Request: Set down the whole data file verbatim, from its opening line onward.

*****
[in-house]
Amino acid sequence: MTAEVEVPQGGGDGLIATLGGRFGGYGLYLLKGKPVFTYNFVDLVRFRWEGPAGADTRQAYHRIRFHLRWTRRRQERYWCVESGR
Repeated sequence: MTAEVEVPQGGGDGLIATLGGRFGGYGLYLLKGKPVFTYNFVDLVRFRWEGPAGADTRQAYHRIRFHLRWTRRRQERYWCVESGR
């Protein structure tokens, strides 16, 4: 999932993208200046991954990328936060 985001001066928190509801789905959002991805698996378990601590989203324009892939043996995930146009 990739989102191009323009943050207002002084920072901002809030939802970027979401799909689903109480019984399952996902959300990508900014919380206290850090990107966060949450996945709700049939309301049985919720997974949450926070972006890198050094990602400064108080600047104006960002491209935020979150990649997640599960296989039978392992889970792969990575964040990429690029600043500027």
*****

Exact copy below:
[in-house]
Amino acid sequence: MTAEVEVPQGGGDGLIATLGGRFGGYGLYLLKGKPVFTYNFVDLVRFRWEGPAGADTRQAYHRIRFHLRWTRRRQERYWCVESGR
Repeated sequence: MTAEVEVPQGGGDGLIATLGGRFGGYGLYLLKGKPVFTYNFVDLVRFRWEGPAGADTRQAYHRIRFHLRWTRRRQERYWCVESGR
């Protein structure tokens, strides 16, 4: 999932993208200046991954990328936060 985001001066928190509801789905959002991805698996378990601590989203324009892939043996995930146009 990739989102191009323009943050207002002084920072901002809030939802970027979401799909689903109480019984399952996902959300990508900014919380206290850090990107966060949450996945709700049939309301049985919720997974949450926070972006890198050094990602400064108080600047104006960002491209935020979150990649997640599960296989039978392992889970792969990575964040990429690029600043500027």